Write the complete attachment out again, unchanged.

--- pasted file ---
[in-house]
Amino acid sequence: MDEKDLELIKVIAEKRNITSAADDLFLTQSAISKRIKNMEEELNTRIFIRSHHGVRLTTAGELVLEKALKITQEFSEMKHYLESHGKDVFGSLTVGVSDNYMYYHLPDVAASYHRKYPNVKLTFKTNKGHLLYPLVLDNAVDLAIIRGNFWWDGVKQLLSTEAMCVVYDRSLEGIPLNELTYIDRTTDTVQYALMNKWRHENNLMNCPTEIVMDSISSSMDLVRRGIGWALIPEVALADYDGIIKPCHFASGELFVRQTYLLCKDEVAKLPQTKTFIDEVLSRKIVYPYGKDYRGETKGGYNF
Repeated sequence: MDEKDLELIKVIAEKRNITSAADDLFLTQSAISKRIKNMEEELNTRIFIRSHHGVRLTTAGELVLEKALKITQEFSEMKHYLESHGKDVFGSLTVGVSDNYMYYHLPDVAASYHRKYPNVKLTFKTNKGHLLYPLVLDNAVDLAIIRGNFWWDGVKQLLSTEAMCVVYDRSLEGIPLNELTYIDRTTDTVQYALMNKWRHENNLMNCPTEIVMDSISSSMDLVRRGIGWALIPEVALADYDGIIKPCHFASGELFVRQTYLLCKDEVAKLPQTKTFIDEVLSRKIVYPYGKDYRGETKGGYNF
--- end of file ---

[in-house]
Amino acid sequence: MDEKDLELIKVIAEKRNITSAADDLFLTQSAISKRIKNMEEELNTRIFIRSHHGVRLTTAGELVLEKALKITQEFSEMKHYLESHGKDVFGSLTVGVSDNYMYYHLPDVAASYHRKYPNVKLTFKTNKGHLLYPLVLDNAVDLAIIRGNFWWDGVKQLLSTEAMCVVYDRSLEGIPLNELTYIDRTTDTVQYALMNKWRHENNLMNCPTEIVMDSISSSMDLVRRGIGWALIPEVALADYDGIIKPCHFASGELFVRQTYLLCKDEVAKLPQTKTFIDEVLSRKIVYPYGKDYRGETKGGYNF
Repeated sequence: MDEKDLELIKVIAEKRNITSAADDLFLTQSAISKRIKNMEEELNTRIFIRSHHGVRLTTAGELVLEKALKITQEFSEMKHYLESHGKDVFGSLTVGVSDNYMYYHLPDVAASYHRKYPNVKLTFKTNKGHLLYPLVLDNAVDLAIIRGNFWWDGVKQLLSTEAMCVVYDRSLEGIPLNELTYIDRTTDTVQYALMNKWRHENNLMNCPTEIVMDSISSSMDLVRRGIGWALIPEVALADYDGIIKPCHFASGELFVRQTYLLCKDEVAKLPQTKTFIDEVLSRKIVYPYGKDYRGETKGGYNF